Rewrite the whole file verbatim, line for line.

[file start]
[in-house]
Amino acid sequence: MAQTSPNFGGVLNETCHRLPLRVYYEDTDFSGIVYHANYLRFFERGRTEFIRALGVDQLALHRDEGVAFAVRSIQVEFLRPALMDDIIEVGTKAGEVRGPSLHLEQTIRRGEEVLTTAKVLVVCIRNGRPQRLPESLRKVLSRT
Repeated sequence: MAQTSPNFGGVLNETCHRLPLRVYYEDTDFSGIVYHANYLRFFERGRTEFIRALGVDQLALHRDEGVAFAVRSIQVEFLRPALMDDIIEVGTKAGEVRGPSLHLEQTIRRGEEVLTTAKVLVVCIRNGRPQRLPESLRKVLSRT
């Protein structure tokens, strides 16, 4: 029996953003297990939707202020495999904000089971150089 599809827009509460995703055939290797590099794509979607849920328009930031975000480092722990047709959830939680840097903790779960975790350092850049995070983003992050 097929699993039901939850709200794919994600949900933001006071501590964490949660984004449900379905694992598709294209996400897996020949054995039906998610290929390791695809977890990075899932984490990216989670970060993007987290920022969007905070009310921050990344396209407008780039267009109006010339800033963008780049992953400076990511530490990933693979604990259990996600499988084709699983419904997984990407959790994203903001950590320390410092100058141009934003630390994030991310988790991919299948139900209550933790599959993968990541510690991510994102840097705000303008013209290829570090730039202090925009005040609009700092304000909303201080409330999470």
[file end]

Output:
[in-house]
Amino acid sequence: MAQTSPNFGGVLNETCHRLPLRVYYEDTDFSGIVYHANYLRFFERGRTEFIRALGVDQLALHRDEGVAFAVRSIQVEFLRPALMDDIIEVGTKAGEVRGPSLHLEQTIRRGEEVLTTAKVLVVCIRNGRPQRLPESLRKVLSRT
Repeated sequence: MAQTSPNFGGVLNETCHRLPLRVYYEDTDFSGIVYHANYLRFFERGRTEFIRALGVDQLALHRDEGVAFAVRSIQVEFLRPALMDDIIEVGTKAGEVRGPSLHLEQTIRRGEEVLTTAKVLVVCIRNGRPQRLPESLRKVLSRT
């Protein structure tokens, strides 16, 4: 029996953003297990939707202020495999904000089971150089 599809827009509460995703055939290797590099794509979607849920328009930031975000480092722990047709959830939680840097903790779960975790350092850049995070983003992050 097929699993039901939850709200794919994600949900933001006071501590964490949660984004449900379905694992598709294209996400897996020949054995039906998610290929390791695809977890990075899932984490990216989670970060993007987290920022969007905070009310921050990344396209407008780039267009109006010339800033963008780049992953400076990511530490990933693979604990259990996600499988084709699983419904997984990407959790994203903001950590320390410092100058141009934003630390994030991310988790991919299948139900209550933790599959993968990541510690991510994102840097705000303008013209290829570090730039202090925009005040609009700092304000909303201080409330999470």